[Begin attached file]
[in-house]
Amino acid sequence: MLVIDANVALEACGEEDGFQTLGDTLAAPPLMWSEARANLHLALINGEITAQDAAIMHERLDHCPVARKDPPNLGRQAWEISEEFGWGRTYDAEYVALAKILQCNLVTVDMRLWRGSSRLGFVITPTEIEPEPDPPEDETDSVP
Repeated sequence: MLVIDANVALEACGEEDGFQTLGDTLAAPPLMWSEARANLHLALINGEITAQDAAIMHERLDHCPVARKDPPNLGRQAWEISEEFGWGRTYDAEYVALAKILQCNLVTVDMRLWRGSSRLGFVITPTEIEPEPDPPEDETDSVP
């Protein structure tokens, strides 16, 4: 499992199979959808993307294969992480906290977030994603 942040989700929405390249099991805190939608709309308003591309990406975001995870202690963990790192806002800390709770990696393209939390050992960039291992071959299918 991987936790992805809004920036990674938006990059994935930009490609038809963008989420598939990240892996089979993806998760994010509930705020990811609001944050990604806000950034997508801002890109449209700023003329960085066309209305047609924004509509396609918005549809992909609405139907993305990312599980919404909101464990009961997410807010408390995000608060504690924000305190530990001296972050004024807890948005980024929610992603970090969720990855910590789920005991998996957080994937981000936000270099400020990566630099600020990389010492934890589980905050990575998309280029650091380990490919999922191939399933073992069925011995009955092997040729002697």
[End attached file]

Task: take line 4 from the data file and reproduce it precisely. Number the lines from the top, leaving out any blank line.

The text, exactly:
């Protein structure tokens, strides 16, 4: 499992199979959808993307294969992480906290977030994603 942040989700929405390249099991805190939608709309308003591309990406975001995870202690963990790192806002800390709770990696393209939390050992960039291992071959299918 991987936790992805809004920036990674938006990059994935930009490609038809963008989420598939990240892996089979993806998760994010509930705020990811609001944050990604806000950034997508801002890109449209700023003329960085066309209305047609924004509509396609918005549809992909609405139907993305990312599980919404909101464990009961997410807010408390995000608060504690924000305190530990001296972050004024807890948005980024929610992603970090969720990855910590789920005991998996957080994937981000936000270099400020990566630099600020990389010492934890589980905050990575998309280029650091380990490919999922191939399933073992069925011995009955092997040729002697």